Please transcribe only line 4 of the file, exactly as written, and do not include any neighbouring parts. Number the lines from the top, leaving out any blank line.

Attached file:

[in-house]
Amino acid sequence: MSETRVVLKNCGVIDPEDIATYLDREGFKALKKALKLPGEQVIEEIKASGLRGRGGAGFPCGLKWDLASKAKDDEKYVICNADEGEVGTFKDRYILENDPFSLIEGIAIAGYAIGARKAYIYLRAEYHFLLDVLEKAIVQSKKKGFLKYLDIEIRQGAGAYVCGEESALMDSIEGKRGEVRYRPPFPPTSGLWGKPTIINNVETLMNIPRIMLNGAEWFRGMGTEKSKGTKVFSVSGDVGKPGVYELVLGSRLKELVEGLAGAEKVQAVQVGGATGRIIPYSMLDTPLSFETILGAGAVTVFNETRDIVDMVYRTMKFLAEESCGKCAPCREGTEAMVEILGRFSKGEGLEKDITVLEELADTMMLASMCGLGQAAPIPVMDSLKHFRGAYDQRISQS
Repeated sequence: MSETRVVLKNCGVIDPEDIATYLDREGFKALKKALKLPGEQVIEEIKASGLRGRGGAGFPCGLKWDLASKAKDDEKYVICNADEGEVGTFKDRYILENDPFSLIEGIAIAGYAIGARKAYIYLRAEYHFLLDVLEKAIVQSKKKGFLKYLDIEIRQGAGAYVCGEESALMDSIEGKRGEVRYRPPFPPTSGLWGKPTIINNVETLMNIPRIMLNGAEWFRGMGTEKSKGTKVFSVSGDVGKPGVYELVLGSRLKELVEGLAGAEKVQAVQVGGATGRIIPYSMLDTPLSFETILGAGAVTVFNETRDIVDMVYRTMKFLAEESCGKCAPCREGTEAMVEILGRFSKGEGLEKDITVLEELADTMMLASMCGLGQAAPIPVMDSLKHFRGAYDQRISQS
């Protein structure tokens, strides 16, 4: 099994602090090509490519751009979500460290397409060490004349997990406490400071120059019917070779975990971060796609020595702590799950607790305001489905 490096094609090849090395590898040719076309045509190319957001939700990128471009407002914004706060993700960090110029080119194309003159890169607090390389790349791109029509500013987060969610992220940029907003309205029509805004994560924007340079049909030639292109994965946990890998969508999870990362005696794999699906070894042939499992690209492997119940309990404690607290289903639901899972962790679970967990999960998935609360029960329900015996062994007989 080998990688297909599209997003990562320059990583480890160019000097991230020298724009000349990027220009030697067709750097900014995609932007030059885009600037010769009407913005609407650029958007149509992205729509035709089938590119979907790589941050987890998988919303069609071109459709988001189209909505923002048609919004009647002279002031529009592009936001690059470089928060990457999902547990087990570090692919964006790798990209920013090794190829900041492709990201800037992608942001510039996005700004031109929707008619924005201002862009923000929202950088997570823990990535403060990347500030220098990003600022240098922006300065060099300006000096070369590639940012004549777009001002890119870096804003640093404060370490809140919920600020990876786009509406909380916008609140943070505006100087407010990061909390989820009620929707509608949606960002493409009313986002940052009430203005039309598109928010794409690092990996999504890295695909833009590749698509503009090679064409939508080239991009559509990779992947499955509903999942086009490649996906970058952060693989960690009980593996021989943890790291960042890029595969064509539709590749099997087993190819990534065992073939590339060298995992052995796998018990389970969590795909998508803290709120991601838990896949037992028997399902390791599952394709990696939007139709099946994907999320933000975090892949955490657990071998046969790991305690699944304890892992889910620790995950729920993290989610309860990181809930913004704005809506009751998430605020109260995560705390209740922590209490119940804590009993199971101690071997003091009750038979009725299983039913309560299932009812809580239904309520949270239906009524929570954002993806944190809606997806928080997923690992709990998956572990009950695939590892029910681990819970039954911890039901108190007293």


């Protein structure tokens, strides 16, 4: 099994602090090509490519751009979500460290397409060490004349997990406490400071120059019917070779975990971060796609020595702590799950607790305001489905 490096094609090849090395590898040719076309045509190319957001939700990128471009407002914004706060993700960090110029080119194309003159890169607090390389790349791109029509500013987060969610992220940029907003309205029509805004994560924007340079049909030639292109994965946990890998969508999870990362005696794999699906070894042939499992690209492997119940309990404690607290289903639901899972962790679970967990999960998935609360029960329900015996062994007989 080998990688297909599209997003990562320059990583480890160019000097991230020298724009000349990027220009030697067709750097900014995609932007030059885009600037010769009407913005609407650029958007149509992205729509035709089938590119979907790589941050987890998988919303069609071109459709988001189209909505923002048609919004009647002279002031529009592009936001690059470089928060990457999902547990087990570090692919964006790798990209920013090794190829900041492709990201800037992608942001510039996005700004031109929707008619924005201002862009923000929202950088997570823990990535403060990347500030220098990003600022240098922006300065060099300006000096070369590639940012004549777009001002890119870096804003640093404060370490809140919920600020990876786009509406909380916008609140943070505006100087407010990061909390989820009620929707509608949606960002493409009313986002940052009430203005039309598109928010794409690092990996999504890295695909833009590749698509503009090679064409939508080239991009559509990779992947499955509903999942086009490649996906970058952060693989960690009980593996021989943890790291960042890029595969064509539709590749099997087993190819990534065992073939590339060298995992052995796998018990389970969590795909998508803290709120991601838990896949037992028997399902390791599952394709990696939007139709099946994907999320933000975090892949955490657990071998046969790991305690699944304890892992889910620790995950729920993290989610309860990181809930913004704005809506009751998430605020109260995560705390209740922590209490119940804590009993199971101690071997003091009750038979009725299983039913309560299932009812809580239904309520949270239906009524929570954002993806944190809606997806928080997923690992709990998956572990009950695939590892029910681990819970039954911890039901108190007293």